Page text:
Monday, February 17, 2014

LD Mar/Apr 2014 - Political Conditions on Humanitarian Aid - Definitions

Resolved: Placing political conditions on humanitarian aid to foreign countries is unjust.


placing - Oxford American English Dictionary
the action of putting something in position or the fact of being positioned

political - Oxford American English Dictionary
1. of or relating to the government or the public affairs of a country
2. of or relating to the ideas or strategies of a particular party or group in politics

conditions - Oxford English Dictionary
a situation that must exist before something else is possible or permitted

There are other meanings of the word conditions related to the state or well-being of something but it is clearly not the intent of this resolution.  We know from the context that "political conditions" are related to the idea of preconditions which are political in nature. Thus, humanitarian aid to foreign countries would be contingent upon some political requirements under the definitions given. I will clarify this later.

humanitarian aid
There are several good definitions for humanitarian aid which all mean essentially the same thing. This one is taken from the Humanitarian Innovative Fund which in turn, references the definition of humanitarian assistance as given by Global Humanitarian Assistance, a non-governmental agency.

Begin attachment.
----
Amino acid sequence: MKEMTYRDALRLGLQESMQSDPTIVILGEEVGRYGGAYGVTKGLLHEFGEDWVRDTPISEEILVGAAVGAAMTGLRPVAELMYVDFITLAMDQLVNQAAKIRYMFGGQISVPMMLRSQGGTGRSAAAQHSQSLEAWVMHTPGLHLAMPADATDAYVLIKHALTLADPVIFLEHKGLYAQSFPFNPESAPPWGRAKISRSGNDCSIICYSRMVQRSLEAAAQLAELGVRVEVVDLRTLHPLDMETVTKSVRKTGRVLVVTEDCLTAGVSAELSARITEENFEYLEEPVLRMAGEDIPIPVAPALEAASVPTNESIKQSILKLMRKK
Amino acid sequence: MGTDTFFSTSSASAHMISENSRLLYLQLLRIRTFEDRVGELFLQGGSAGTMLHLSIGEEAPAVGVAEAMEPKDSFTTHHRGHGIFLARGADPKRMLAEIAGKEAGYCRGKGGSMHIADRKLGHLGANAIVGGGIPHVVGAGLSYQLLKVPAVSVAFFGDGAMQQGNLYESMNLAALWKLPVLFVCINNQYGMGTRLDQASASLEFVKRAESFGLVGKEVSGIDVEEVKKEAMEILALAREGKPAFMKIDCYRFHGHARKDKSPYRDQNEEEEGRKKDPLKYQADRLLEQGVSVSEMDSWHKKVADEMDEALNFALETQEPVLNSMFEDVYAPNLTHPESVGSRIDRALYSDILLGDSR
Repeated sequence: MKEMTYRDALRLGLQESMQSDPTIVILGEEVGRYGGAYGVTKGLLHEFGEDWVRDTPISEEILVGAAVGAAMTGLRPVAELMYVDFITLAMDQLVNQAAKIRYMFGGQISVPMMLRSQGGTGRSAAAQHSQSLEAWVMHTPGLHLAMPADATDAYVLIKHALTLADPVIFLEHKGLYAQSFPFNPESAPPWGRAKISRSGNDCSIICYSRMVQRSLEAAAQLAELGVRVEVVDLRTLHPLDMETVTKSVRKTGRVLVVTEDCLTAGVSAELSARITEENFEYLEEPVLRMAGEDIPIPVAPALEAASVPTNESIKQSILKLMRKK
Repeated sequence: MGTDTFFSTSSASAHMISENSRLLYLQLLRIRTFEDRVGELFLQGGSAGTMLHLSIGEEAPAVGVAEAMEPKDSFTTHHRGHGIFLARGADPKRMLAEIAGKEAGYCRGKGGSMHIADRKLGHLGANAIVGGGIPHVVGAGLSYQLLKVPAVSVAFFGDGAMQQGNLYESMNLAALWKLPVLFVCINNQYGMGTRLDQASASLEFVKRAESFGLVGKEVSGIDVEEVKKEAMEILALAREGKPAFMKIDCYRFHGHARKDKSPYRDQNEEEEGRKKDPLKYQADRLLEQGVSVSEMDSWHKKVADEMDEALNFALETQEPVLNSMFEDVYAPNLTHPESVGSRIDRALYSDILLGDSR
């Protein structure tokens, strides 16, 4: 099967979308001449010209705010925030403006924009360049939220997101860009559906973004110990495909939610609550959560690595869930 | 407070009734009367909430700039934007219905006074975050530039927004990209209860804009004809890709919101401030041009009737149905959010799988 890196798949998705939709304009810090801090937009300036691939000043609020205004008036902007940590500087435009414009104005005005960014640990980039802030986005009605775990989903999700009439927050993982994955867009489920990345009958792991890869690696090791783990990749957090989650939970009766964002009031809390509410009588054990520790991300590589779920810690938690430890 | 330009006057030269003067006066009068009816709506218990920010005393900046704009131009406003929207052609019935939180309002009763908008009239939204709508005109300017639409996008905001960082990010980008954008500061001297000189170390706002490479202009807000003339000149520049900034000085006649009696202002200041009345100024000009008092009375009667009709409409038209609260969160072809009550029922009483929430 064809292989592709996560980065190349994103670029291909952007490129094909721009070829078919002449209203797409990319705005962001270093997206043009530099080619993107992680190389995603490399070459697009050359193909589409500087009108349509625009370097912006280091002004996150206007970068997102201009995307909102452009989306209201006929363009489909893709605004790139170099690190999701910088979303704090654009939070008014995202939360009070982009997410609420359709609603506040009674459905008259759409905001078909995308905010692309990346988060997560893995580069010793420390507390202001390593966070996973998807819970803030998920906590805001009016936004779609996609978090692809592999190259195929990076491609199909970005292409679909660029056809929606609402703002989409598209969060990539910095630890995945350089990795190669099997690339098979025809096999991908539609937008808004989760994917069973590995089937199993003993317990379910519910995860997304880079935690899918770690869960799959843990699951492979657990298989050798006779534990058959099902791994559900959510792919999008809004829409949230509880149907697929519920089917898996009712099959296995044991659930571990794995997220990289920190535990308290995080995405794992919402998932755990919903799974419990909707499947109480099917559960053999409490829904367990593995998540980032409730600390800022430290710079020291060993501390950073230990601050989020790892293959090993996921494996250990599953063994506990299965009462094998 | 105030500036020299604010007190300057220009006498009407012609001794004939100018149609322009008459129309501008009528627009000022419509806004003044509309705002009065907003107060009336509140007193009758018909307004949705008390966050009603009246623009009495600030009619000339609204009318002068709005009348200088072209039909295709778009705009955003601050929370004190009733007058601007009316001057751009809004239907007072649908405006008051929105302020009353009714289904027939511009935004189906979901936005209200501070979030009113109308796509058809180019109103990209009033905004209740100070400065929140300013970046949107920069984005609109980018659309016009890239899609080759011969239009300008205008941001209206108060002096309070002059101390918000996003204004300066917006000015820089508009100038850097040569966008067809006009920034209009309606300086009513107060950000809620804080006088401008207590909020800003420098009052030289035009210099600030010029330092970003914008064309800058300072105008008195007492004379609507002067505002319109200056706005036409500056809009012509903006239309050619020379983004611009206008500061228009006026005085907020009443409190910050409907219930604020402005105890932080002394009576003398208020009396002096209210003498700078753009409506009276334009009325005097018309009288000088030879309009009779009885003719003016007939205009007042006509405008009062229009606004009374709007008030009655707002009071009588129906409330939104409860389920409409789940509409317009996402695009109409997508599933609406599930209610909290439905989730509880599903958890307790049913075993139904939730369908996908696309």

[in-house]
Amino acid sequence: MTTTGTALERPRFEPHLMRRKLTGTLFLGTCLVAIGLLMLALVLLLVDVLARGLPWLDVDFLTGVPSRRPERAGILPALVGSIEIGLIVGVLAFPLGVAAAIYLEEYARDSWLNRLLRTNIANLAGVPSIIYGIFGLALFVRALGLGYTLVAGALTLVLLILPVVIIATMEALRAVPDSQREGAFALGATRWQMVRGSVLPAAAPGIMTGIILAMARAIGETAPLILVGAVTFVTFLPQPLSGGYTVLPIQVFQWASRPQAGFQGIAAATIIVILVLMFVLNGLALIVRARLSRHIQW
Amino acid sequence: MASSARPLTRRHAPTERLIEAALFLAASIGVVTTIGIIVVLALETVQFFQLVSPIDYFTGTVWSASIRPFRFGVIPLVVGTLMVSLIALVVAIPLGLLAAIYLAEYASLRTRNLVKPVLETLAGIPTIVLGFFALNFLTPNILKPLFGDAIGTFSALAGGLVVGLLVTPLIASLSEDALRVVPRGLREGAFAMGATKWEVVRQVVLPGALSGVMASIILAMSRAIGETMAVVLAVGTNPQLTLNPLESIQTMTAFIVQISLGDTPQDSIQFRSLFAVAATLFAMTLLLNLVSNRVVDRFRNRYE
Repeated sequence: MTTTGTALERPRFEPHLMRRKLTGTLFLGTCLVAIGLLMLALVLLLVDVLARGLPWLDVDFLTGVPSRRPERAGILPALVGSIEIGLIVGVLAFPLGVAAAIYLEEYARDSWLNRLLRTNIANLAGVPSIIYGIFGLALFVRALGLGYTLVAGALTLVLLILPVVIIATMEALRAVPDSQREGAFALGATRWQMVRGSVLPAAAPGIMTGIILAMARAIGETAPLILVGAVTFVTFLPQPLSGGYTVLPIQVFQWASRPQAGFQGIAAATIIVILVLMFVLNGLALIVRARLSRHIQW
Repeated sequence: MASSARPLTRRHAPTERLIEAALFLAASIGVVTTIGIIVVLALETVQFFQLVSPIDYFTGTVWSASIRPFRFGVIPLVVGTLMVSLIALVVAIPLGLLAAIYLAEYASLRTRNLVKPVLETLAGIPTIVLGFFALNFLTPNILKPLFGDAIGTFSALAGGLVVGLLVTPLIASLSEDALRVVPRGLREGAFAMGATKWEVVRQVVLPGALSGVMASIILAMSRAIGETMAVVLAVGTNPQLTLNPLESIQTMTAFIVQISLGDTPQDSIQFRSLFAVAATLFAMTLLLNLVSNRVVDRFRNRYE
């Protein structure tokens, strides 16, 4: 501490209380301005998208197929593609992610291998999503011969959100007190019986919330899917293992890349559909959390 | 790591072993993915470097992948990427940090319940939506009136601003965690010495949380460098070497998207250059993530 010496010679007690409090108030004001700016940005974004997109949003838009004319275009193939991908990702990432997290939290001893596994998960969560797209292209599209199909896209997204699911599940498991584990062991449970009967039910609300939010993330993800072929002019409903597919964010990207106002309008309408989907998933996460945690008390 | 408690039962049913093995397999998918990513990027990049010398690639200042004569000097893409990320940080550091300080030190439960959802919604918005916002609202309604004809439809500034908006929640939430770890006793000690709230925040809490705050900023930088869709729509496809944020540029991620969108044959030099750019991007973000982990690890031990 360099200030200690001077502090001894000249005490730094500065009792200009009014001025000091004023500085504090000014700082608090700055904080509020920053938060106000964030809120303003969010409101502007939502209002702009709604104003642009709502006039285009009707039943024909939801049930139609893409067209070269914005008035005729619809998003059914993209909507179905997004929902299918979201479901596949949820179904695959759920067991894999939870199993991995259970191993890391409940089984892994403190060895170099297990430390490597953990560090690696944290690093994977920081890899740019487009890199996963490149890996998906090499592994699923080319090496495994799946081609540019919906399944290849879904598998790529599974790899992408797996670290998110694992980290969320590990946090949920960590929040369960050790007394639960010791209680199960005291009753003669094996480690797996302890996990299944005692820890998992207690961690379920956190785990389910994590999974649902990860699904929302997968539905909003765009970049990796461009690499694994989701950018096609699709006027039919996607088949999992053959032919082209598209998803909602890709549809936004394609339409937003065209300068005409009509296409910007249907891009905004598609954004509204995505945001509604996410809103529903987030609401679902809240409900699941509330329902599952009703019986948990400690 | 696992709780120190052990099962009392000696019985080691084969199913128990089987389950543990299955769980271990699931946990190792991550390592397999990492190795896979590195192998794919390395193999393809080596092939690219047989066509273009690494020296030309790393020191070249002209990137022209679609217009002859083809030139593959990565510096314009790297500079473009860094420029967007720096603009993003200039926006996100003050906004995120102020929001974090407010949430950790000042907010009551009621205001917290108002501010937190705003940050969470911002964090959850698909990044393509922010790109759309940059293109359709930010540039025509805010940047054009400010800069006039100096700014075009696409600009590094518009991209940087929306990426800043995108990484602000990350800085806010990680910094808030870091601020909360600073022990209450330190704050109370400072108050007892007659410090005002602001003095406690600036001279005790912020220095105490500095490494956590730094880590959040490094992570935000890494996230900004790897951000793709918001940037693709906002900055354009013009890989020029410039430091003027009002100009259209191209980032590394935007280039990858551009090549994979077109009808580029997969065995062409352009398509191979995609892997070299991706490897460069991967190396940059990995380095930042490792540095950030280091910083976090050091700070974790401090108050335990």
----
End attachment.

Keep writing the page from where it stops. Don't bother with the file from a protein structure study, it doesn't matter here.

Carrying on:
"‘Humanitarian aid’ is aid and action designed to save lives, alleviate suffering and maintain and protect human dignity during and in the aftermath of emergencies."
This definition for humanitarian aid is taken from Global Humanitarian Assistance. The definition excludes any long term development assistance. The definition provides some useful examples of traditional responses to humanitarian crises:
  • Material relief assistance and services (shelter, water, medicines etc.);
  • Emergency food aid (short-term distribution and supplementary feeding programmes);
  • Relief coordination, protection and support services (coordination, logistics and communications).
  • Reconstruction relief and rehabilitation (repairing pre-existing infrastructure as opposed to longer-term activities designed to improve the level of infrastructure;
  • Disaster prevention and preparedness (disaster risk reduction, early warning systems, contingency stocks and planning).

foreign - Oxford American English Dictionary
of, from, in, or characteristic of a country or language other than one’s own
dealing with or relating to other countries

unjust - Oxford American English Dictionary
not based on or behaving according to what is morally right and fair